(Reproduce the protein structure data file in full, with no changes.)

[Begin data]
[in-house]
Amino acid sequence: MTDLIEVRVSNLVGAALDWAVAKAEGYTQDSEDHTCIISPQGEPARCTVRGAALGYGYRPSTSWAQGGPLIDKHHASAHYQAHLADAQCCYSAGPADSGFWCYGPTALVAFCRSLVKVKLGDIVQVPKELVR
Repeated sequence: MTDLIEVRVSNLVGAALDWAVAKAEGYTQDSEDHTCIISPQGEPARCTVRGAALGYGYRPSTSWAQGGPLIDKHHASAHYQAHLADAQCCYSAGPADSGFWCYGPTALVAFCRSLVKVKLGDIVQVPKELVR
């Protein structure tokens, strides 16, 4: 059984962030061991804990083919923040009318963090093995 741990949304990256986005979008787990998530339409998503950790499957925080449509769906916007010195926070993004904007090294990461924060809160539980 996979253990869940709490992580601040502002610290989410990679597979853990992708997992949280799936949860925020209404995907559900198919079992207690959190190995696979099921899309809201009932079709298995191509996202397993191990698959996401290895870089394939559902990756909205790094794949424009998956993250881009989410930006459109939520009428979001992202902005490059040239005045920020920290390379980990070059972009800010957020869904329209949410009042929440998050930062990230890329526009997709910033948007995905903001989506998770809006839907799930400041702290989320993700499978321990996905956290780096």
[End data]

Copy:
[in-house]
Amino acid sequence: MTDLIEVRVSNLVGAALDWAVAKAEGYTQDSEDHTCIISPQGEPARCTVRGAALGYGYRPSTSWAQGGPLIDKHHASAHYQAHLADAQCCYSAGPADSGFWCYGPTALVAFCRSLVKVKLGDIVQVPKELVR
Repeated sequence: MTDLIEVRVSNLVGAALDWAVAKAEGYTQDSEDHTCIISPQGEPARCTVRGAALGYGYRPSTSWAQGGPLIDKHHASAHYQAHLADAQCCYSAGPADSGFWCYGPTALVAFCRSLVKVKLGDIVQVPKELVR
């Protein structure tokens, strides 16, 4: 059984962030061991804990083919923040009318963090093995 741990949304990256986005979008787990998530339409998503950790499957925080449509769906916007010195926070993004904007090294990461924060809160539980 996979253990869940709490992580601040502002610290989410990679597979853990992708997992949280799936949860925020209404995907559900198919079992207690959190190995696979099921899309809201009932079709298995191509996202397993191990698959996401290895870089394939559902990756909205790094794949424009998956993250881009989410930006459109939520009428979001992202902005490059040239005045920020920290390379980990070059972009800010957020869904329209949410009042929440998050930062990230890329526009997709910033948007995905903001989506998770809006839907799930400041702290989320993700499978321990996905956290780096």